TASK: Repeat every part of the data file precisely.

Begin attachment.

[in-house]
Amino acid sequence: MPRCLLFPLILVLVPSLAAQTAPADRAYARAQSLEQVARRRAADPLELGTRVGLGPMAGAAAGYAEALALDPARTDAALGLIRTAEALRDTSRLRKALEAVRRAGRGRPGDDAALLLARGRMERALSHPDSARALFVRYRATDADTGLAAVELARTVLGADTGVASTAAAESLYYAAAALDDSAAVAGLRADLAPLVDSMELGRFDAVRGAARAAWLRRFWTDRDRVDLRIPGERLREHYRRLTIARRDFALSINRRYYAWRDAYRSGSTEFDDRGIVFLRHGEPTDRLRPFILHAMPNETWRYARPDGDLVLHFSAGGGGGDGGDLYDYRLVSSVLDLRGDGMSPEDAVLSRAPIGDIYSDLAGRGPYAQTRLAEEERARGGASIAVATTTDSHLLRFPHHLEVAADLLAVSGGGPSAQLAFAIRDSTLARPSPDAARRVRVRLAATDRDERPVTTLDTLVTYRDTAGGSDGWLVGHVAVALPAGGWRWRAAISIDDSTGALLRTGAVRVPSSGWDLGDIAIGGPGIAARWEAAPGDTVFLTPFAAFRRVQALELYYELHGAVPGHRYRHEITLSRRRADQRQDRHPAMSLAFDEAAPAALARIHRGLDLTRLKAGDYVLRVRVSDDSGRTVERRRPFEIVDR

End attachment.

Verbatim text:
[in-house]
Amino acid sequence: MPRCLLFPLILVLVPSLAAQTAPADRAYARAQSLEQVARRRAADPLELGTRVGLGPMAGAAAGYAEALALDPARTDAALGLIRTAEALRDTSRLRKALEAVRRAGRGRPGDDAALLLARGRMERALSHPDSARALFVRYRATDADTGLAAVELARTVLGADTGVASTAAAESLYYAAAALDDSAAVAGLRADLAPLVDSMELGRFDAVRGAARAAWLRRFWTDRDRVDLRIPGERLREHYRRLTIARRDFALSINRRYYAWRDAYRSGSTEFDDRGIVFLRHGEPTDRLRPFILHAMPNETWRYARPDGDLVLHFSAGGGGGDGGDLYDYRLVSSVLDLRGDGMSPEDAVLSRAPIGDIYSDLAGRGPYAQTRLAEEERARGGASIAVATTTDSHLLRFPHHLEVAADLLAVSGGGPSAQLAFAIRDSTLARPSPDAARRVRVRLAATDRDERPVTTLDTLVTYRDTAGGSDGWLVGHVAVALPAGGWRWRAAISIDDSTGALLRTGAVRVPSSGWDLGDIAIGGPGIAARWEAAPGDTVFLTPFAAFRRVQALELYYELHGAVPGHRYRHEITLSRRRADQRQDRHPAMSLAFDEAAPAALARIHRGLDLTRLKAGDYVLRVRVSDDSGRTVERRRPFEIVDR